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Category: Statutory Fees

Minnesota Supreme Court Rules Attorney Fees are Capped by Policy Limit

November 14, 2017

A recent Claims Journal article by Steven Plitt, “Minnesota Supreme Court Rules that Statutory Attorney’s Fees are Capped by the Policy Limit,” writes about the recent Minnesota Supreme Court decision in Wilbur v. State Farm Mutual Automobile Insurance Co.  This article was posted with permission.  The article reads:

The question of whether attorney’s fees awarded under Minnesota’s insurance unreasonable denial statute could exceed the policy limits of the policy was recently addressed by the Minnesota Supreme Court in Wilbur v. State Farm Mutual Automobile Insurance Co., 892 NW2d 521 (2017).  Under Minnesota statute, Minn. Stat. §604.18 (2016) courts were authorized to award “taxable costs” when an insurance company denies insurance benefits without a reasonable basis.  The issue of whether the taxable cost award was kept by the insurance policy limit recently came before the Minnesota Supreme Court.  The court in Wilbur concluded that §604.18 unambiguously capped “proceeds awarded” at the amount recoverable under the insurance policy and were therefore capped by the policy limit.

The issue turned on whether the phrase “proceeds awarded” referenced in §604.18 referred to an amount capped by the insurance policy limit or not.  The insured claimant argued that no policy limit cap was contemplated by the statute.  The court began its analysis of §604.18 by noting that the statute provided a remedy for an insured when an insurer denied a first party claim without a reasonable basis.  Under the statute, courts in Minnesota were authorized to award taxable costs to an insured who could demonstrate that there was an absence of a reasonable basis for denying the benefits together with proof that the insured knew of the lack of a reasonable basis or active and reckless disregard.  If the insured was able to establish that proof, the court was authorized to award under the statute as taxable costs an amount equal to one-half of the proceeds awarded on coverage that were in excess of the amount offered by the insurer at least ten days before the trial began or $250,000, whichever was less.  For three reasons, the Minnesota Supreme Court held that §604.18 referred to an amount that was capped by the insurance policy limit.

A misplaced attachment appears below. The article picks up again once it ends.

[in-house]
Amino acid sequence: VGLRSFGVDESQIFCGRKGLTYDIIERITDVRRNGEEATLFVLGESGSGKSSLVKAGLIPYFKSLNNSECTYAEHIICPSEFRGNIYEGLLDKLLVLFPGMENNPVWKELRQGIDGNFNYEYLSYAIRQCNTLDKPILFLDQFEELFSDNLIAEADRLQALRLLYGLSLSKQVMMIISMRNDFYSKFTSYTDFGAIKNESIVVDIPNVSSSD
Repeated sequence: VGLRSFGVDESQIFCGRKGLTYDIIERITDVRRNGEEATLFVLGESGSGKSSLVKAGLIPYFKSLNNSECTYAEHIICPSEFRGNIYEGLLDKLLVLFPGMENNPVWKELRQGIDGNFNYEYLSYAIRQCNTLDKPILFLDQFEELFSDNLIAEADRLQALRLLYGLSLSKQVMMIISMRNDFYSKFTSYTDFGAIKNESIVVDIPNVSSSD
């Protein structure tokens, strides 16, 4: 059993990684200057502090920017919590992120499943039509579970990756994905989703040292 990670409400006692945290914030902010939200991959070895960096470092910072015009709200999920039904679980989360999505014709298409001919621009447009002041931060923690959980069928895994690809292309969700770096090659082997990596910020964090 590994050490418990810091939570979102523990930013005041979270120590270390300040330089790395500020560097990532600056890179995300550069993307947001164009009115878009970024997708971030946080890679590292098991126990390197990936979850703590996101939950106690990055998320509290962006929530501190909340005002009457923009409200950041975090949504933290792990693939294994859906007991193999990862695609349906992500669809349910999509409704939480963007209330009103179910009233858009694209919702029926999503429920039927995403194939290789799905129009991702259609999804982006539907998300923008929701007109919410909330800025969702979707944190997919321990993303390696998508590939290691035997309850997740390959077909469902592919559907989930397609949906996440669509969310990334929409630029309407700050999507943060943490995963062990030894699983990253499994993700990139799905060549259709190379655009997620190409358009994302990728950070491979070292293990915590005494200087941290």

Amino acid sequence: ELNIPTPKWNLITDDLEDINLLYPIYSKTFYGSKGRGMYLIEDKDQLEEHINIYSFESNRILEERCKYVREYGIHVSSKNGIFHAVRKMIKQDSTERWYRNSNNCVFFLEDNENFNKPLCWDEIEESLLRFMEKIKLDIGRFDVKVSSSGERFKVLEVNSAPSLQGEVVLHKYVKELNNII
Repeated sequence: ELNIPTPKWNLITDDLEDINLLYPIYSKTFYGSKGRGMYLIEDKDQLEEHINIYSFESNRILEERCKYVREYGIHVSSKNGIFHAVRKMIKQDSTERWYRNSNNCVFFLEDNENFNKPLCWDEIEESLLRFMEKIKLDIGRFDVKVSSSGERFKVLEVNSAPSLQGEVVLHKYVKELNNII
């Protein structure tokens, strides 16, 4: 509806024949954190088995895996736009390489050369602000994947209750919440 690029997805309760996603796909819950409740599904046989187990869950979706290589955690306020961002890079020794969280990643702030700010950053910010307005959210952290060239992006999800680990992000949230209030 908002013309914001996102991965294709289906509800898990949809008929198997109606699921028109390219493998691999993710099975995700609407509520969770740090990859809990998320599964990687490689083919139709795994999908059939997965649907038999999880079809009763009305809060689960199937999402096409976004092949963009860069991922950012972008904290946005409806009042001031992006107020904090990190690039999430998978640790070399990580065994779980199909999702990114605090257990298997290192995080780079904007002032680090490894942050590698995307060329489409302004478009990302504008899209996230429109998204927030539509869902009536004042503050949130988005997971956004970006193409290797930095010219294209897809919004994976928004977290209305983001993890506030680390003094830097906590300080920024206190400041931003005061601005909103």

First, the court noted that the statute’s use of the word “proceeds” to refer to insurance policies in two other subdivisions of the statute demonstrated that the phrase “proceeds awarded” was constrained by the defined limits of the insurance policy.  Second, the court noted that subdivision 3(a)(1) of the statute contemplated a capped settlement offer, which indicated to the court that the phrase “proceeds awarded” was capped by the insurance policy limit.  The connection between the phrase “proceeds awarded” and the “amount offered by an insurer” before trial was telling to the court.  Insurance companies’ settlement offers before trial were almost always capped by the insurance policy’s limit according to the observation of the Minnesota Supreme Court.

Third, the court found that the timing of the §604.18 proceeding suggested to the court that the phrase “proceeds awarded” were capped by the insurance policy limit.  Under the statute, subdivision 4(b) states “an award of taxable costs under this section shall be determined by the court in a proceeding subsequent to any determination by a factfinder of the amount an insured is entitled to under the insurance policy . . .” Minn. Stat. §604.18, subdivision 4(b).  Thus, proceeds could be awarded under §604.18 only “subsequent to” a jury’s determination of the benefits to be paid “under the insurance policy.”  The benefits paid under the insurance policy were capped by the insurance policy’s limits.  This provided a link in establishing that “taxable costs” awarded under §604.18 could not exceed the policy’s limit.

Mr Plitt is the current author of Couch On Insurance 3d and is a nationally recognized insurance expert.  See www.insuranceexpertplitt.com for more information.

No Fee Enhancement in Prolonged Med Mal Case

November 10, 2017

A recent New York Law Journal story by Jason Grant, “Morelli Denied Enhanced Fee in Seven-Year Long Med Mal Case” reports that the Manhattan-based firm, led by famed civil litigator Benedict Morelli, was sufficiently compensated when it was paid $376,198.50 for 970 hours of legal services, in accordance with Judiciary Law § 474-a(2), which sets out a schedule for contingency fees earned by lawyers in medical, dental or podiatric malpractice actions.